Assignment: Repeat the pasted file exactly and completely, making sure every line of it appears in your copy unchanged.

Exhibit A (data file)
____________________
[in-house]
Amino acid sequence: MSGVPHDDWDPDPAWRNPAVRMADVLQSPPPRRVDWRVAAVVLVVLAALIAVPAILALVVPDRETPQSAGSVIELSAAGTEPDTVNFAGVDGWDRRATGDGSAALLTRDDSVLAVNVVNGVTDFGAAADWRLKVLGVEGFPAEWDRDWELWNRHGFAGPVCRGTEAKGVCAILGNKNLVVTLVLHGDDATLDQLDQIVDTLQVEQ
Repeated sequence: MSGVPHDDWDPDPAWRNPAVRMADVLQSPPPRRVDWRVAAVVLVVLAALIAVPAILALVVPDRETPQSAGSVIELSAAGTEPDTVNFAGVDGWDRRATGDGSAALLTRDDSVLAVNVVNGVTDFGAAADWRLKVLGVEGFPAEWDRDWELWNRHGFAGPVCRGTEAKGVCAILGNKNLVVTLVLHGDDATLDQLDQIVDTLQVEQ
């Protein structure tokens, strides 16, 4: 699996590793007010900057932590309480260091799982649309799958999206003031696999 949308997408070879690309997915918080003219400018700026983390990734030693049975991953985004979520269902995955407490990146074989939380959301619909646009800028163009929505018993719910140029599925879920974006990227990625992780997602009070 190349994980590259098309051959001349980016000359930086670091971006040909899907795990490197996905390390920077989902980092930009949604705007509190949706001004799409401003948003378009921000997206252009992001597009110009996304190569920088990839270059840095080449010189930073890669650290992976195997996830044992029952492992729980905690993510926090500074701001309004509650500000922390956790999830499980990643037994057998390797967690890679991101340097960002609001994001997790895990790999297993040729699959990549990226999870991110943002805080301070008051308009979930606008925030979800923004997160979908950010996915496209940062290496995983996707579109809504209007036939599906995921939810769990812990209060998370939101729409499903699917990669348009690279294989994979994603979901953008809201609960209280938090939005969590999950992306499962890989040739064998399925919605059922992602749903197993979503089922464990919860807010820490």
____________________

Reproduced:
[in-house]
Amino acid sequence: MSGVPHDDWDPDPAWRNPAVRMADVLQSPPPRRVDWRVAAVVLVVLAALIAVPAILALVVPDRETPQSAGSVIELSAAGTEPDTVNFAGVDGWDRRATGDGSAALLTRDDSVLAVNVVNGVTDFGAAADWRLKVLGVEGFPAEWDRDWELWNRHGFAGPVCRGTEAKGVCAILGNKNLVVTLVLHGDDATLDQLDQIVDTLQVEQ
Repeated sequence: MSGVPHDDWDPDPAWRNPAVRMADVLQSPPPRRVDWRVAAVVLVVLAALIAVPAILALVVPDRETPQSAGSVIELSAAGTEPDTVNFAGVDGWDRRATGDGSAALLTRDDSVLAVNVVNGVTDFGAAADWRLKVLGVEGFPAEWDRDWELWNRHGFAGPVCRGTEAKGVCAILGNKNLVVTLVLHGDDATLDQLDQIVDTLQVEQ
């Protein structure tokens, strides 16, 4: 699996590793007010900057932590309480260091799982649309799958999206003031696999 949308997408070879690309997915918080003219400018700026983390990734030693049975991953985004979520269902995955407490990146074989939380959301619909646009800028163009929505018993719910140029599925879920974006990227990625992780997602009070 190349994980590259098309051959001349980016000359930086670091971006040909899907795990490197996905390390920077989902980092930009949604705007509190949706001004799409401003948003378009921000997206252009992001597009110009996304190569920088990839270059840095080449010189930073890669650290992976195997996830044992029952492992729980905690993510926090500074701001309004509650500000922390956790999830499980990643037994057998390797967690890679991101340097960002609001994001997790895990790999297993040729699959990549990226999870991110943002805080301070008051308009979930606008925030979800923004997160979908950010996915496209940062290496995983996707579109809504209007036939599906995921939810769990812990209060998370939101729409499903699917990669348009690279294989994979994603979901953008809201609960209280938090939005969590999950992306499962890989040739064998399925919605059922992602749903197993979503089922464990919860807010820490």